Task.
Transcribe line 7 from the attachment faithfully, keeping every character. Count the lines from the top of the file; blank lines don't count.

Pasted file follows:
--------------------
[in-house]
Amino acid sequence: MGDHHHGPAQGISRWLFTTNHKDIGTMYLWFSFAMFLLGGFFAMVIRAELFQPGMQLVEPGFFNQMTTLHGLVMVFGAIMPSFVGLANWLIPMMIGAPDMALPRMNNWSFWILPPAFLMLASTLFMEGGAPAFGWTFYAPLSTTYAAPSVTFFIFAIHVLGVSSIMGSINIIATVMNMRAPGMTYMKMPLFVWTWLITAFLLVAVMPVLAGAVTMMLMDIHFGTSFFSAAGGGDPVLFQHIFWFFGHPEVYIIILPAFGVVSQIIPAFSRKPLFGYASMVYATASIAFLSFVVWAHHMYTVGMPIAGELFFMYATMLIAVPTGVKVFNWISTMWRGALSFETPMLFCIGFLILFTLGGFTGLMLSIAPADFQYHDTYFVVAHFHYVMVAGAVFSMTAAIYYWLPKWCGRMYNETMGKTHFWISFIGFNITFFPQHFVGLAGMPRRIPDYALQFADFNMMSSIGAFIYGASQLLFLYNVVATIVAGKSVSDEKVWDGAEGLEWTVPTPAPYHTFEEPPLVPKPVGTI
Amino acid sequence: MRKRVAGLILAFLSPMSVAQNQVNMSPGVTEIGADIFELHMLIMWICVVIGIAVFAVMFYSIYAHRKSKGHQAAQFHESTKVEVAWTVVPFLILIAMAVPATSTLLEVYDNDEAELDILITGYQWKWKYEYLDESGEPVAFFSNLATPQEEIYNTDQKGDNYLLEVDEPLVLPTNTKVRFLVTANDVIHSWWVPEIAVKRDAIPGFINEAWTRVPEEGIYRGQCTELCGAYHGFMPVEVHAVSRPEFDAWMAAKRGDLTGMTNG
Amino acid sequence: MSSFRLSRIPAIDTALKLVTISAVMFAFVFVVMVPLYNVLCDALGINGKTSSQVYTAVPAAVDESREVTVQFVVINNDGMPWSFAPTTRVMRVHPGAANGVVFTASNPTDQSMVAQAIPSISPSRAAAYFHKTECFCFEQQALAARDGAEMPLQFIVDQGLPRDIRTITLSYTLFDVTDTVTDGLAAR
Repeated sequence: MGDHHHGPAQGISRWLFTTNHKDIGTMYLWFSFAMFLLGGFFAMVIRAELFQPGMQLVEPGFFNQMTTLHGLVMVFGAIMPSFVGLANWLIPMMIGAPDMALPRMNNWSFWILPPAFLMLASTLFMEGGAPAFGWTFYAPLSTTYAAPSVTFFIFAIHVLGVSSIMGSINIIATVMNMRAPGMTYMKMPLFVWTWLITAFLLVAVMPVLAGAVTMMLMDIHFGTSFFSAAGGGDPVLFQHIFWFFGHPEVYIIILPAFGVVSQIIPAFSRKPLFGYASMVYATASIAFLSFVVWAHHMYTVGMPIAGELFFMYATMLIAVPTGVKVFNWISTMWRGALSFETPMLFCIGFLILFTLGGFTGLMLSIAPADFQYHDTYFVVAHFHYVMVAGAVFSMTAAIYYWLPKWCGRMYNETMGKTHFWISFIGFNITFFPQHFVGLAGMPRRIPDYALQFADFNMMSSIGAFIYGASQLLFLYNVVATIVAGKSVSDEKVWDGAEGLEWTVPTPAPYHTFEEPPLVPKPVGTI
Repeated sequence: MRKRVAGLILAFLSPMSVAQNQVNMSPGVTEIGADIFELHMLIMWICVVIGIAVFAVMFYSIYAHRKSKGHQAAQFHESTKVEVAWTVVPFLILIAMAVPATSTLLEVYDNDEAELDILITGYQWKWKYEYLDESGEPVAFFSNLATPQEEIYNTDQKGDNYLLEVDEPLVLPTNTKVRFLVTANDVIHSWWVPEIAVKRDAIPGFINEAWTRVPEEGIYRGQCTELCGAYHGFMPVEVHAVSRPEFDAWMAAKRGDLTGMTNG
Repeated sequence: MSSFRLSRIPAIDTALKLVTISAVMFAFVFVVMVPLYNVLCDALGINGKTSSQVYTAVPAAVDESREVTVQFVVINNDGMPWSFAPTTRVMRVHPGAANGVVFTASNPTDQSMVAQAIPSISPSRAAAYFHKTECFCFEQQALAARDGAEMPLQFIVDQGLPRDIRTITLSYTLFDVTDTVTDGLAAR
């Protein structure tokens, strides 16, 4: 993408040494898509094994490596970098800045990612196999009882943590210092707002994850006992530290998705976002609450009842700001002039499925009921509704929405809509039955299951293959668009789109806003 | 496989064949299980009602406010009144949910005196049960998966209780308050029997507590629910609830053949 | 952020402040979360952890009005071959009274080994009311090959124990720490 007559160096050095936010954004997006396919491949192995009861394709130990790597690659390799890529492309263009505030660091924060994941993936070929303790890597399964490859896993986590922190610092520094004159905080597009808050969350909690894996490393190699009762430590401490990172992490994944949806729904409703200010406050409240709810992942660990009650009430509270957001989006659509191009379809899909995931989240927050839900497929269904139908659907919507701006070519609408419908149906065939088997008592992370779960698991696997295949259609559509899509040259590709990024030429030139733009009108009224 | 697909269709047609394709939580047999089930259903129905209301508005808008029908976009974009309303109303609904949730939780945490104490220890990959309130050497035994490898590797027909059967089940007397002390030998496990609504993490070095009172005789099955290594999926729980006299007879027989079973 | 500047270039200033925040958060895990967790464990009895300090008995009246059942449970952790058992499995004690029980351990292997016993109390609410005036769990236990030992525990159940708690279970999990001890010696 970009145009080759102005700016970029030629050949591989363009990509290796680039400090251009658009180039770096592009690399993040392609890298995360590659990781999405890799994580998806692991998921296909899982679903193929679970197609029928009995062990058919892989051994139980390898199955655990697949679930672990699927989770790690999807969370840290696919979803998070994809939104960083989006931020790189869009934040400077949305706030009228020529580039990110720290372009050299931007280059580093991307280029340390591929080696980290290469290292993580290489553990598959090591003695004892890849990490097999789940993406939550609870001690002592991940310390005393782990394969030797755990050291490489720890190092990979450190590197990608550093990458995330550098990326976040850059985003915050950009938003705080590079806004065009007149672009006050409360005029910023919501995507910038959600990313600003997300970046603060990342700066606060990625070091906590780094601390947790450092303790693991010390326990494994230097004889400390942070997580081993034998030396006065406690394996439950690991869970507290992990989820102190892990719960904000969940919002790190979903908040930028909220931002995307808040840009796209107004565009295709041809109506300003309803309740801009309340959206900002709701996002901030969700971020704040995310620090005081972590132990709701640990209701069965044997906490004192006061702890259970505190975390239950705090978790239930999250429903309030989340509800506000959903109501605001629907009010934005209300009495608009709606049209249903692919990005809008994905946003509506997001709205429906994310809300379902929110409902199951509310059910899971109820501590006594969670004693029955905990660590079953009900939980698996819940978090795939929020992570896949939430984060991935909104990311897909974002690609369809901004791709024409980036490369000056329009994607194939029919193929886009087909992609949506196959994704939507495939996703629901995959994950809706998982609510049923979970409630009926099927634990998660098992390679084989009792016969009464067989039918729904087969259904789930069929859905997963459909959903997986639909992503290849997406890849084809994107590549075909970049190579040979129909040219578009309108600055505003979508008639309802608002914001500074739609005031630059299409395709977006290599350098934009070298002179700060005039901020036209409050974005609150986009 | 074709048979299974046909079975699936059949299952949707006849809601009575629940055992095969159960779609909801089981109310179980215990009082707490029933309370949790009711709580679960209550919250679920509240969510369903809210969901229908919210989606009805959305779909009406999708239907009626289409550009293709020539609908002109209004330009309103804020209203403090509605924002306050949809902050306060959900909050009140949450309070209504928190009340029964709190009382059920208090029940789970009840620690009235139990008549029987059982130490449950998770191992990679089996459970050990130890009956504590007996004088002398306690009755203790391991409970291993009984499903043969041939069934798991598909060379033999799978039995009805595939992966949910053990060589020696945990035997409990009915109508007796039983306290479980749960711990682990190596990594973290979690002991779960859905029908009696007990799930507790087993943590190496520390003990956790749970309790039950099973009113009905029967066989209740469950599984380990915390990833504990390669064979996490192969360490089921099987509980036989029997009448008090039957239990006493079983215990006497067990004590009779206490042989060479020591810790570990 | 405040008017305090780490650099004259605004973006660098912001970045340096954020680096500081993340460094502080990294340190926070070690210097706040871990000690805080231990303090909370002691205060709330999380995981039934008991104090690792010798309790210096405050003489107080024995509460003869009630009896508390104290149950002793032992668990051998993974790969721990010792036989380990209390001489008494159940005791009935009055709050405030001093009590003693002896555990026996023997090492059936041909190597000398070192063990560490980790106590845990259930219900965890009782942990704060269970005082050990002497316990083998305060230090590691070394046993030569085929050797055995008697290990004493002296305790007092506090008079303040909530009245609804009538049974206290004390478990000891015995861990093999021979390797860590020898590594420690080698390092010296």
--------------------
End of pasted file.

Repeated sequence: MSSFRLSRIPAIDTALKLVTISAVMFAFVFVVMVPLYNVLCDALGINGKTSSQVYTAVPAAVDESREVTVQFVVINNDGMPWSFAPTTRVMRVHPGAANGVVFTASNPTDQSMVAQAIPSISPSRAAAYFHKTECFCFEQQALAARDGAEMPLQFIVDQGLPRDIRTITLSYTLFDVTDTVTDGLAAR